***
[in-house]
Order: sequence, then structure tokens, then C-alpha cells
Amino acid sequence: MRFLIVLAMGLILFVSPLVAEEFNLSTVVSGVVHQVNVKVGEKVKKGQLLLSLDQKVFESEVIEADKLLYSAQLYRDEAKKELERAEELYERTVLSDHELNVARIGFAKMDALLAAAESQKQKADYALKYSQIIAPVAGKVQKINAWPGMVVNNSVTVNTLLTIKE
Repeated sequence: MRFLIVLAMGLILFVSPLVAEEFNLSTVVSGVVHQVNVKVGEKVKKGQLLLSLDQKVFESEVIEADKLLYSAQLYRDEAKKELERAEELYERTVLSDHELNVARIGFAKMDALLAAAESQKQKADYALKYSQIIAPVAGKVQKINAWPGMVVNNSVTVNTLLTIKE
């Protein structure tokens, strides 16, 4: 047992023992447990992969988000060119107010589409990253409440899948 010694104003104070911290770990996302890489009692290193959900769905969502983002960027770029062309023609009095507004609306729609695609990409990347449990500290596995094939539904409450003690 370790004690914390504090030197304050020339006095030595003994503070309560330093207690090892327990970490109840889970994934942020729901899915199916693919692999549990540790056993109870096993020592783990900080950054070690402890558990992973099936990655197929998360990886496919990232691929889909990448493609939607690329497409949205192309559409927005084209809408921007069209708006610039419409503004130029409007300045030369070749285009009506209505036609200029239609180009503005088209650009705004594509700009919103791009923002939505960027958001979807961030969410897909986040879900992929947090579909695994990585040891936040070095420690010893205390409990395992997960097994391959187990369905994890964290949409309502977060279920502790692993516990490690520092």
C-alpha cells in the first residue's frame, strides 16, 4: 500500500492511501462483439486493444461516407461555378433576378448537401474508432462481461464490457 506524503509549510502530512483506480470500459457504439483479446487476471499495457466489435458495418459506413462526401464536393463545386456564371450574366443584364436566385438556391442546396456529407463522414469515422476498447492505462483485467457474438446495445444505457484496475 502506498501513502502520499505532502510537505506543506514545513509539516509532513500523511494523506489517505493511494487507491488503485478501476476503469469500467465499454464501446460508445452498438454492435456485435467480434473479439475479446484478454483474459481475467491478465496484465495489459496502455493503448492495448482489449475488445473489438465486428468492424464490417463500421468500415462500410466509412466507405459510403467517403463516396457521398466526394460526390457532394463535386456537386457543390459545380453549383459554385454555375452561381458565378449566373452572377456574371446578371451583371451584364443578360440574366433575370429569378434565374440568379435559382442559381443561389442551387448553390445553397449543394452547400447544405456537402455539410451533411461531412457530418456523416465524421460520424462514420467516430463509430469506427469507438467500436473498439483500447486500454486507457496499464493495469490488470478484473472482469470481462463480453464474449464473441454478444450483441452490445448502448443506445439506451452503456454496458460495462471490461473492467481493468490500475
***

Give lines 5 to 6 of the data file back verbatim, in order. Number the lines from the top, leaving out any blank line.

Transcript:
């Protein structure tokens, strides 16, 4: 047992023992447990992969988000060119107010589409990253409440899948 010694104003104070911290770990996302890489009692290193959900769905969502983002960027770029062309023609009095507004609306729609695609990409990347449990500290596995094939539904409450003690 370790004690914390504090030197304050020339006095030595003994503070309560330093207690090892327990970490109840889970994934942020729901899915199916693919692999549990540790056993109870096993020592783990900080950054070690402890558990992973099936990655197929998360990886496919990232691929889909990448493609939607690329497409949205192309559409927005084209809408921007069209708006610039419409503004130029409007300045030369070749285009009506209505036609200029239609180009503005088209650009705004594509700009919103791009923002939505960027958001979807961030969410897909986040879900992929947090579909695994990585040891936040070095420690010893205390409990395992997960097994391959187990369905994890964290949409309502977060279920502790692993516990490690520092």
C-alpha cells in the first residue's frame, strides 16, 4: 500500500492511501462483439486493444461516407461555378433576378448537401474508432462481461464490457 506524503509549510502530512483506480470500459457504439483479446487476471499495457466489435458495418459506413462526401464536393463545386456564371450574366443584364436566385438556391442546396456529407463522414469515422476498447492505462483485467457474438446495445444505457484496475 502506498501513502502520499505532502510537505506543506514545513509539516509532513500523511494523506489517505493511494487507491488503485478501476476503469469500467465499454464501446460508445452498438454492435456485435467480434473479439475479446484478454483474459481475467491478465496484465495489459496502455493503448492495448482489449475488445473489438465486428468492424464490417463500421468500415462500410466509412466507405459510403467517403463516396457521398466526394460526390457532394463535386456537386457543390459545380453549383459554385454555375452561381458565378449566373452572377456574371446578371451583371451584364443578360440574366433575370429569378434565374440568379435559382442559381443561389442551387448553390445553397449543394452547400447544405456537402455539410451533411461531412457530418456523416465524421460520424462514420467516430463509430469506427469507438467500436473498439483500447486500454486507457496499464493495469490488470478484473472482469470481462463480453464474449464473441454478444450483441452490445448502448443506445439506451452503456454496458460495462471490461473492467481493468490500475